I don't want to go on as a root and a tomb, alone under the ground, a warehouse with corpses, half frozen, dying of grief.
That's why Monday, when it sees me coming with my convict face, blazes up like gasoline, and it howls on its way like a wounded wheel, and leaves tracks full of warm blood leading toward the night.
And it pushes me into certain corners, into some moist houses, into hospitals where the bones fly out the window, into shoeshops that smell like vinegar, and certain streets hideous as cracks in the skin.
There are sulphur-colored birds, and hideous intestines hanging over the doors of houses that I hate, and there are false teeth forgotten in a coffeepot, there are mirrors that ought to have wept from shame and terror, there are umbrellas everywhere, and venoms, and umbilical cords.
I stroll along serenely, with my eyes, my shoes, my rage, forgetting everything, I walk by, going through office buildings and orthopedic shops, and courtyards with washing hanging from the line: underwear, towels and shirts from which slow dirty tears are falling.


Written by Pablo Neruda | |

Saddest Poem

 I can write the saddest poem of all tonight.
Write, for instance: "The night is full of stars, and the stars, blue, shiver in the distance.
" The night wind whirls in the sky and sings.
I can write the saddest poem of all tonight.
I loved her, and sometimes she loved me too.
On nights like this, I held her in my arms.
I kissed her so many times under the infinite sky.
She loved me, sometimes I loved her.
How could I not have loved her large, still eyes? I can write the saddest poem of all tonight.
To think I don't have her.
To feel that I've lost her.
To hear the immense night, more immense without her.
And the poem falls to the soul as dew to grass.
What does it matter that my love couldn't keep her.
The night is full of stars and she is not with me.
That's all.
Far away, someone sings.
Far away.
My soul is lost without her.
As if to bring her near, my eyes search for her.
My heart searches for her and she is not with me.
The same night that whitens the same trees.
We, we who were, we are the same no longer.
I no longer love her, true, but how much I loved her.
My voice searched the wind to touch her ear.
Someone else's.
She will be someone else's.
As she once belonged to my kisses.
Her voice, her light body.
Her infinite eyes.
I no longer love her, true, but perhaps I love her.
Love is so short and oblivion so long.
Because on nights like this I held her in my arms, my soul is lost without her.
Although this may be the last pain she causes me, and this may be the last poem I write for her.


Written by Pablo Neruda | |

Clenched Soul

 We have lost even this twilight.
No one saw us this evening hand in hand while the blue night dropped on the world.
I have seen from my window the fiesta of sunset in the distant mountain tops.
Sometimes a piece of sun burned like a coin in my hand.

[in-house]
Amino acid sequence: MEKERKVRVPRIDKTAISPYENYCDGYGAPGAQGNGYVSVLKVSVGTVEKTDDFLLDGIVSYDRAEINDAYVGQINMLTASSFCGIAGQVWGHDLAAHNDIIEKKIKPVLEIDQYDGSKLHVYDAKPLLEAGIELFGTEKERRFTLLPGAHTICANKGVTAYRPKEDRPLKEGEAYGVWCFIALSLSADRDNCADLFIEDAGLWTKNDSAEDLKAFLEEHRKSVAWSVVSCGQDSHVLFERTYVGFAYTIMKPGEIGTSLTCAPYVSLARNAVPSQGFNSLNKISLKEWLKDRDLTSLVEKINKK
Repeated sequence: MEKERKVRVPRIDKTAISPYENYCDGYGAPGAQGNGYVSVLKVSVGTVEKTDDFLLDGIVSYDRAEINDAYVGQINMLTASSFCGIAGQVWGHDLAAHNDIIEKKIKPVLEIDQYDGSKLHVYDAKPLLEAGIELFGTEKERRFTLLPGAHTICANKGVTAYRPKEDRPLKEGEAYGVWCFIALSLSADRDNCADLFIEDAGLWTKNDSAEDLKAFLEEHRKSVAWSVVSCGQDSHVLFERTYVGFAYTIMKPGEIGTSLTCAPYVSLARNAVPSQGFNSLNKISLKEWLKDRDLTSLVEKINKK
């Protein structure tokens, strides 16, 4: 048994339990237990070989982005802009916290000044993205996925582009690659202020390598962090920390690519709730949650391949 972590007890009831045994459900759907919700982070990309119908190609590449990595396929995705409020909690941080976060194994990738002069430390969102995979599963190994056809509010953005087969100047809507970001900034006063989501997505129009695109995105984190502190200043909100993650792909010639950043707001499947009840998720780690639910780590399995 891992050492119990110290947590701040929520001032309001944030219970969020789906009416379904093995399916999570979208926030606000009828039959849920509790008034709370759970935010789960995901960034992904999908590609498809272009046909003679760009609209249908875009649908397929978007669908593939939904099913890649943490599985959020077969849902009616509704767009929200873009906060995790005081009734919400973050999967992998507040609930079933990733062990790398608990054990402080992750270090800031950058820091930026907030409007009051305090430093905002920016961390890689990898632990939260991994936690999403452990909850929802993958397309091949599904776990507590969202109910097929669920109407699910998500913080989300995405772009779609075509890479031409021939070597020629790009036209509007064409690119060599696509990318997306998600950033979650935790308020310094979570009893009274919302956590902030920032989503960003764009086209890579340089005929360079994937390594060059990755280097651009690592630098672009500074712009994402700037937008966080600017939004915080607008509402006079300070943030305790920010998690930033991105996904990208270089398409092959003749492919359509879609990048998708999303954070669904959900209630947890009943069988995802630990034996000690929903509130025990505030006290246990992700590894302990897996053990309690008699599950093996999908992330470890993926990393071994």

I remembered you with my soul clenched in that sadness of mine that you know.
Where were you then? Who else was there? Saying what? Why will the whole of love come on me suddenly when I am sad and feel you are far away? The book fell that always closed at twilight and my blue sweater rolled like a hurt dog at my feet.
Always, always you recede through the evenings toward the twilight erasing statues.


Written by Pablo Neruda | |

Tonight I Can Write

 Tonight I can write the saddest lines.
Write, for example, 'The night is starry and the stars are blue and shiver in the distance.
' The night wind revolves in the sky and sings.
Tonight I can write the saddest lines.
I loved her, and sometimes she loved me too.
Through nights like this one I held her in my arms.
I kissed her again and again under the endless sky.
She loved me, sometimes I loved her too.
How could one not have loved her great still eyes.
Tonight I can write the saddest lines.
To think that I do not have her.
To feel that I have lost her.
To hear the immense night, still more immense without her.
And the verse falls to the soul like dew to the pasture.
What does it matter that my love could not keep her.
The night is starry and she is not with me.
This is all.
In the distance someone is singing.
In the distance.
My soul is not satisfied that it has lost her.
My sight tries to find her as though to bring her closer.
My heart looks for her, and she is not with me.
The same night whitening the same trees.
We, of that time, are no longer the same.
I no longer love her, that's certain, but how I loved her.
My voice tried to find the wind to touch her hearing.
Another's.
She will be another's.
As she was before my kisses.
Her voice, her bright body.
Her infinite eyes.
I no longer love her, that's certain, but maybe I love her.
Love is so short, forgetting is so long.
Because through nights like this one I held her in my arms my soul is not satisfied that it has lost her.
Though this be the last pain that she makes me suffer and these the last verses that I write for her.
translated by W.
S.
Merwin